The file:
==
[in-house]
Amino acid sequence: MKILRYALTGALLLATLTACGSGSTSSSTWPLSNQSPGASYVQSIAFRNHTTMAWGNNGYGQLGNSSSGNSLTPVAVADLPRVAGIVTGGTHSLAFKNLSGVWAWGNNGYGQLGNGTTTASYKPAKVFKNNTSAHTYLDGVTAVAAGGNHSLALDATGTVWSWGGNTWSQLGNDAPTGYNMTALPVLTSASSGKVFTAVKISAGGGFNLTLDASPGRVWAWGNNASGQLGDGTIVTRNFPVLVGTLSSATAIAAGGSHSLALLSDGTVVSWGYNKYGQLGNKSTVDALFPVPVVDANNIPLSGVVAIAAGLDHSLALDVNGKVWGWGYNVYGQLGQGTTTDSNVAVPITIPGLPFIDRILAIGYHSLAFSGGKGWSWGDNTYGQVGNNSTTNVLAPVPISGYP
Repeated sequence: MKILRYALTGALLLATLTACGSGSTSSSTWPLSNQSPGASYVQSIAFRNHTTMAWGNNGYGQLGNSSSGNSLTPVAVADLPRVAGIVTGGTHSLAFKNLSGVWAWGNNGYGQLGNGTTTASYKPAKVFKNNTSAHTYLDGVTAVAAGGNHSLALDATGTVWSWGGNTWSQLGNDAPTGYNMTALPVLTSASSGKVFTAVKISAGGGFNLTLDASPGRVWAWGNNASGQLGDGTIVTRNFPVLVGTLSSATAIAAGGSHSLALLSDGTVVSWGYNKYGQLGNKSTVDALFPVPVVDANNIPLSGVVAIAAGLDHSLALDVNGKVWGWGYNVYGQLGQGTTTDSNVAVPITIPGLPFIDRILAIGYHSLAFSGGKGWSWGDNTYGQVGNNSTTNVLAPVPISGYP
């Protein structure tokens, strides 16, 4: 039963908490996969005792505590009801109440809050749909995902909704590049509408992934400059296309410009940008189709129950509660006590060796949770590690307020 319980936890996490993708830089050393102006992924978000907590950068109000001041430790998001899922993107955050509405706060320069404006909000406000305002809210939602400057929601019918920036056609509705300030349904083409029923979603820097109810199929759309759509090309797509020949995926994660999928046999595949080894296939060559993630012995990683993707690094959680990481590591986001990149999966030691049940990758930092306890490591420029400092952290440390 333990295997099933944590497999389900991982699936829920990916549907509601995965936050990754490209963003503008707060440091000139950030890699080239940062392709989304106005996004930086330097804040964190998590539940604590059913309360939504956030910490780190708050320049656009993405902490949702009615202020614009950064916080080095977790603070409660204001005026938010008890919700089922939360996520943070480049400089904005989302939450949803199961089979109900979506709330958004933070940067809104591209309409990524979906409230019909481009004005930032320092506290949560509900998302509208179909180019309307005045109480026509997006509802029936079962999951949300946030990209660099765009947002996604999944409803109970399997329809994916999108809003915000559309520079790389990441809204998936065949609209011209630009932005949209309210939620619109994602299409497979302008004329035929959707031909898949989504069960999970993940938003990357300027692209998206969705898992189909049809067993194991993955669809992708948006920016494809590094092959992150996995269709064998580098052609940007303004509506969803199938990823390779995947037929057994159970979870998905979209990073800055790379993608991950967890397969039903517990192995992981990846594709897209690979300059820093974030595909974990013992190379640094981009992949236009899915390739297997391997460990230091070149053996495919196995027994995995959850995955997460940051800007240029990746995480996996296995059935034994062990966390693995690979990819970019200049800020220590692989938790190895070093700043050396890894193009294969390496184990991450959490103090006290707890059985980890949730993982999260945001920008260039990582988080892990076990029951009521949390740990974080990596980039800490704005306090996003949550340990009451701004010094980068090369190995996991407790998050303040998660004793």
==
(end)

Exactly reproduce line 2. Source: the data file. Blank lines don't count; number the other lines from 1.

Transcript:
Amino acid sequence: MKILRYALTGALLLATLTACGSGSTSSSTWPLSNQSPGASYVQSIAFRNHTTMAWGNNGYGQLGNSSSGNSLTPVAVADLPRVAGIVTGGTHSLAFKNLSGVWAWGNNGYGQLGNGTTTASYKPAKVFKNNTSAHTYLDGVTAVAAGGNHSLALDATGTVWSWGGNTWSQLGNDAPTGYNMTALPVLTSASSGKVFTAVKISAGGGFNLTLDASPGRVWAWGNNASGQLGDGTIVTRNFPVLVGTLSSATAIAAGGSHSLALLSDGTVVSWGYNKYGQLGNKSTVDALFPVPVVDANNIPLSGVVAIAAGLDHSLALDVNGKVWGWGYNVYGQLGQGTTTDSNVAVPITIPGLPFIDRILAIGYHSLAFSGGKGWSWGDNTYGQVGNNSTTNVLAPVPISGYP